6 things you can do to turn prospects into clients

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turn prospects into clientsIf you own a law practice, and are trying to build it into a business that serves your lifestyle and not the other way around, then there is one simple thing that you need to become aware of – you need your clients to like you.  If they don’t, then you will never be able to turn prospects into clients.

You may have heard this before, but it bears repeating here, “people do business with, and refer business to, those they know, like and trust.” So the question you must ask yourself is, how do you get your clients to know, like and trust you?

People do business with, and refer business to, those people that they know, like and trust.

Lawyers, it seems to me, are at a distinct disadvantage with this one rule. The public, in general, hates us. And it makes sense, if you think about it. Most lawyers are not necessary until the person calling the lawyer has a legal problem that they can’t get out of on their own. They are under a great deal of stress as a result of whatever crisis is going on in their life, and then they have to hire one of us to fix it.  And lets face it, lawyers aren’t cheap.

Not to mention that lawyers, in general, are not the “smoothest” of people. Socially, many of us are awkward, stuffy, and difficult to talk to. So we really have an uphill battle confronting us. Fortunately, there are things you can do to tilt the odds in your favor.

Six things you can do increase the likelihood that prospective clients will like and hire you

I’ve talked before about the books I read – right now I’m reading Influence by Robert Cialdini. He devotes an entire chapter to the concept of “liking”, and says that “as a rule, we most prefer to say yes to the requests of someone we know and like.” Sound familiar?  So here are six things you can do to increase the likelihood that your prospective clients will hire you and that your clients will like you enough to send you repeat business.

  1. Be aware that people hate lawyers. This isn’t included in Cialdini’s chapter, but it is worth noting that people generally hate lawyers. You should be aware of this when you are meeting with a potential new client. Maybe even make light of the fact that you are a lawyer, use this as an opportunity for an ice-breaker and to remind your prospect that not all lawyers are bad people.
  2. Physical Attractiveness. Dr. Cialdini lists physical attractiveness as the first factor that causes people to like other people. Like it or not, physically attractive people are more likely to be seen at talented, kind, honest and intelligent. So how can you use this to your advantage, even if you are not Brad Pitt or Angelina Jolie? Make yourself presentable whenever you are meeting with a client or going to court. Wear nice clothes that fit you well. Practice good grooming habits. Exercise regularly and take care of your body so that you look physically fit. If you look good, you will feel better in general, have more energy, and be more confident in your dealings with your clients.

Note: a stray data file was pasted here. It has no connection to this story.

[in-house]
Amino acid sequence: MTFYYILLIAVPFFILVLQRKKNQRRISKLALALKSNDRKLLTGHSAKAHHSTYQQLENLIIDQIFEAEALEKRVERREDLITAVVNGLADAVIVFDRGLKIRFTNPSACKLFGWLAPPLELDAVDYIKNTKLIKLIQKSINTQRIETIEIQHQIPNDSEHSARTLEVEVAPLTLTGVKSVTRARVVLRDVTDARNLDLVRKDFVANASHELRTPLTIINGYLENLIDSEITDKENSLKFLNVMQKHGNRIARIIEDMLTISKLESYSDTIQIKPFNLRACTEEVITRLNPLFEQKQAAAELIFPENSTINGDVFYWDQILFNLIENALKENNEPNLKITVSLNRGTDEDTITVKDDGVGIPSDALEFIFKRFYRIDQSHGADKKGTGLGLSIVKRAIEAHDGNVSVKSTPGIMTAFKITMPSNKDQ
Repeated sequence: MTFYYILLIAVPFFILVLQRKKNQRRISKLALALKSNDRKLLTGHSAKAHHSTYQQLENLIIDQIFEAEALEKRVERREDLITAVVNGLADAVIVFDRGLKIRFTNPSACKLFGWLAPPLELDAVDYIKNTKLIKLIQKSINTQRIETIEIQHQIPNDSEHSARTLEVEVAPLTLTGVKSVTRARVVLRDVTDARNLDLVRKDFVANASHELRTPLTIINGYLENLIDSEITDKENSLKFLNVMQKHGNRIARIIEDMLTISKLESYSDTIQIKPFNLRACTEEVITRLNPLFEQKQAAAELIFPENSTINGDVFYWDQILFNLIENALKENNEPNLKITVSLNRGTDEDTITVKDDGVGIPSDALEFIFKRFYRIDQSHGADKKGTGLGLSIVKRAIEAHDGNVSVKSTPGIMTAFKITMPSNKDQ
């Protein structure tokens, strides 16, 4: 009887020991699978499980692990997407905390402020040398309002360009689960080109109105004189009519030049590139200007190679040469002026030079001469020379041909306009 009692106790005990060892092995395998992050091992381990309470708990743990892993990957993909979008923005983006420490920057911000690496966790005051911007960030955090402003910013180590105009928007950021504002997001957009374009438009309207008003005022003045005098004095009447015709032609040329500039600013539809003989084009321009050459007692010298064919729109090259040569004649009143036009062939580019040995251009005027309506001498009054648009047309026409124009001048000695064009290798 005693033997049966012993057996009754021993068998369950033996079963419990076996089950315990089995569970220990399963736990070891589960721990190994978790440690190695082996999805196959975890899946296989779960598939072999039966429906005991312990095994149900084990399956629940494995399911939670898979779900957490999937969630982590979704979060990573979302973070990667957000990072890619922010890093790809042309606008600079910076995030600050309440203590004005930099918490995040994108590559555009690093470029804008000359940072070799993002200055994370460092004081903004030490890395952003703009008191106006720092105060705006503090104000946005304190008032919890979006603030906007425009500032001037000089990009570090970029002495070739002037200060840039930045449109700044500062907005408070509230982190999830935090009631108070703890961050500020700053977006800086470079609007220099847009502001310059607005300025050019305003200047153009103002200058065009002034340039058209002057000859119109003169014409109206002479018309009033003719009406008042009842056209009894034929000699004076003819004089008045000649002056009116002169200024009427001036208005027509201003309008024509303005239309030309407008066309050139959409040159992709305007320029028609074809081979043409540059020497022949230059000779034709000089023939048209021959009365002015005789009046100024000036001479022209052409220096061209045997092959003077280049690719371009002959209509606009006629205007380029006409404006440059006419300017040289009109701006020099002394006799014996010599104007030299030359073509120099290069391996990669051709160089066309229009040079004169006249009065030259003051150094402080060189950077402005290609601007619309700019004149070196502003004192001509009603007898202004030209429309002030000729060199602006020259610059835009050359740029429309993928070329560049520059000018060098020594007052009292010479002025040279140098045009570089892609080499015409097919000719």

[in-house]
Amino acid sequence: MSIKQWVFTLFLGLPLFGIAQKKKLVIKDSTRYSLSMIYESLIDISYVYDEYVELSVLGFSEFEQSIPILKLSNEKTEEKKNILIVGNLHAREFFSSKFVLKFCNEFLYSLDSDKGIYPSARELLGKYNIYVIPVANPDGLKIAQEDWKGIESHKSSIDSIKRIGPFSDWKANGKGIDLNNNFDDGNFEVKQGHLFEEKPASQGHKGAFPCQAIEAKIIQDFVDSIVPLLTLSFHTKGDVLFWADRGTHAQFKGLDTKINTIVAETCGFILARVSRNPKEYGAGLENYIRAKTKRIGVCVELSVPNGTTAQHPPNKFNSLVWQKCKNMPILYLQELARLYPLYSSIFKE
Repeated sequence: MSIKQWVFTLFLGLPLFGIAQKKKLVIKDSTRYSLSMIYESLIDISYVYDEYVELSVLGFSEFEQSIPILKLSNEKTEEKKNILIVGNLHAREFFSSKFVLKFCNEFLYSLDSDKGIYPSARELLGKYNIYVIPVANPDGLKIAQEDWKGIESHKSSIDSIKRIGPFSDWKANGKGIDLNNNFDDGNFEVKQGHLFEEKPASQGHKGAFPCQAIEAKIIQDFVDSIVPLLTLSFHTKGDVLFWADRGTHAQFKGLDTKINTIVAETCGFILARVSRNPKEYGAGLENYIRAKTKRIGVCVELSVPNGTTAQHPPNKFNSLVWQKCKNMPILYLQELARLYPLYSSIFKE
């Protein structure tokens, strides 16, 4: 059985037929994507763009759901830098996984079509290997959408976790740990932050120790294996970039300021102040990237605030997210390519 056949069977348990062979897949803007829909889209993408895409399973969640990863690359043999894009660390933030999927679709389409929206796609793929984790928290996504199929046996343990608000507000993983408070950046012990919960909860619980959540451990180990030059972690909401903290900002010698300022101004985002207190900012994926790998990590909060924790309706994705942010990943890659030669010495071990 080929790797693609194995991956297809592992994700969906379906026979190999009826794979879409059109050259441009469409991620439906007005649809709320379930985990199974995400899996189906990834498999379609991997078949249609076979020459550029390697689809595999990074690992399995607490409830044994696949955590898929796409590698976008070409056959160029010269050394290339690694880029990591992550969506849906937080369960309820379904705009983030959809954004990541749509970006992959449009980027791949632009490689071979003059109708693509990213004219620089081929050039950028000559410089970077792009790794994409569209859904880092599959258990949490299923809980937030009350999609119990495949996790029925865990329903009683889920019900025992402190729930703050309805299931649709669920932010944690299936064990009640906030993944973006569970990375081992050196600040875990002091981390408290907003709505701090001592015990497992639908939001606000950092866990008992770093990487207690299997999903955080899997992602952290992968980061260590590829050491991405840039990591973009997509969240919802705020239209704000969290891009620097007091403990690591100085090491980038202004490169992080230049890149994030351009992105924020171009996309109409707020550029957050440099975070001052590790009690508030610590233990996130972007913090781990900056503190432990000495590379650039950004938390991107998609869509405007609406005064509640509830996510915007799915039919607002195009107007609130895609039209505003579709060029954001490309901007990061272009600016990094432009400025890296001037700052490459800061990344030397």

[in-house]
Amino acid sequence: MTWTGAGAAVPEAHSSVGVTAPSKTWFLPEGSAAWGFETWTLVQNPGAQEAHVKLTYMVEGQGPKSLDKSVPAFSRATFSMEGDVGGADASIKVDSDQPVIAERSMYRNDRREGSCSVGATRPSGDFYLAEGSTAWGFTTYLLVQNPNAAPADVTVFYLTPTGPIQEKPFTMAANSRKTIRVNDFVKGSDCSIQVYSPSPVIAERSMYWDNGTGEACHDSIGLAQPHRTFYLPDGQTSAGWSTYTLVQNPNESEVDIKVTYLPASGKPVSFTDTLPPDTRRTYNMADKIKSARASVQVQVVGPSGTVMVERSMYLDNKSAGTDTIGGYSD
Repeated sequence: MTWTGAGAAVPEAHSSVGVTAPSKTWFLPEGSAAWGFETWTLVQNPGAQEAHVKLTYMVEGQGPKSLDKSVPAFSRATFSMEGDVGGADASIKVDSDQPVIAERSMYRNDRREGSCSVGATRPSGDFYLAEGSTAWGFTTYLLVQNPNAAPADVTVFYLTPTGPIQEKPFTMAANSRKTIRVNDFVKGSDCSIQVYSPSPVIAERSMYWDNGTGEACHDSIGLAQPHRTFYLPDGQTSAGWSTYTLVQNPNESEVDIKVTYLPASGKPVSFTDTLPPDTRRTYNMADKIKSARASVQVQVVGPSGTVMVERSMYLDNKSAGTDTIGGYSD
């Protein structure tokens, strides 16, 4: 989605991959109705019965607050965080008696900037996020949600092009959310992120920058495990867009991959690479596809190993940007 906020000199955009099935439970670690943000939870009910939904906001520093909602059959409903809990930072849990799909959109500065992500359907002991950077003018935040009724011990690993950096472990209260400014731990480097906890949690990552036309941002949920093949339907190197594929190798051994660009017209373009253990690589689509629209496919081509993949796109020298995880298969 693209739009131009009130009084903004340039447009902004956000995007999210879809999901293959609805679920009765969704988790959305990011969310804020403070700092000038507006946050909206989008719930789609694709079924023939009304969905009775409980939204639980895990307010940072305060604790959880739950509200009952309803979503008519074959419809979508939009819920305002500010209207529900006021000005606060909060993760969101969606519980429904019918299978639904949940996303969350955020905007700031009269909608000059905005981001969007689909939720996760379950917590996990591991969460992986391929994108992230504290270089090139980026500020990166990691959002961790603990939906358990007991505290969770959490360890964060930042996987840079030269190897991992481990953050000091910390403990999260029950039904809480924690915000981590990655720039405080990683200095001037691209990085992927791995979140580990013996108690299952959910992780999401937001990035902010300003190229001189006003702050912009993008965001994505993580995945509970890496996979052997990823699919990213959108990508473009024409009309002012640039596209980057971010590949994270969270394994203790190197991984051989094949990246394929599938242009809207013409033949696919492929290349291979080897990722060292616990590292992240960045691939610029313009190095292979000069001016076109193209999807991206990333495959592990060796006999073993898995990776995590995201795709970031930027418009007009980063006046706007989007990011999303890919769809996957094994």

3. Similarity. Dr. Cialdini says that we like people who are similar to us. This makes sense enough, doesn’t it? This is one reason that I put some personal information about myself on my website, and recommend that you do too. The client for one of the biggest cases I ever had hired me solely on the basis that I went to law school at Ohio State (I was practicing in Florida at the time) – and she told me that. She could have picked any lawyer in town, but chose me because she too was from Ohio and therefore she “trusted me more than the other lawyers”. I like to try and look for things that my client and I have in common when I review their intake questionnaire. I make a mental note if we share a birthday or anniversary, or if they are from someplace that I used to live. If nothing else, I make note of where they currently live to see if it is close to my house. Then I talk about this in the meeting.  It’s a small thing, but it will help build a connection between you and the prospect.
  4. Compliments. Don’t forget to compliment your clients and prospects. If a client changes their hair, make a comment. If you like their bag or their computer, say something about it. People, generally speaking, will have an automatic positive reaction to compliments from someone, even if they know that person stands to gain something from them. So remember to compliment your clients early and often.
  5. Contact and Cooperation. This is the idea that we like things that are familiar to us. In other words, our attitude about something is influenced by the number of exposures we have had to that thing in the past. You can use this to your advantage in your marketing materials and follow-up sequences. Clients will come to trust you more the more frequently you follow-up with them – even if they don’t always read your emails or take your phone calls.
  6. Conditioning and Association. Like it or not, people are conditioned to dislike people that bring them unpleasant information, or conversely, to like people that bring them pleasant information.  This principle can hurt lawyers because people, generally speaking, only call us when they have a legal problem to solve that they can’t fix on their own. However, the converse is also true. If you associate yourself with something “good”, then people are more likely to like you, even if you are a lawyer.

So there you have it.  Six things that you can do to increase the likelihood that a prospect will hire you, or that a client will like and trust you enough to refer you additional business.

How did these techniques work for you in your practice?  Please feel free to post a comment below to let me know.

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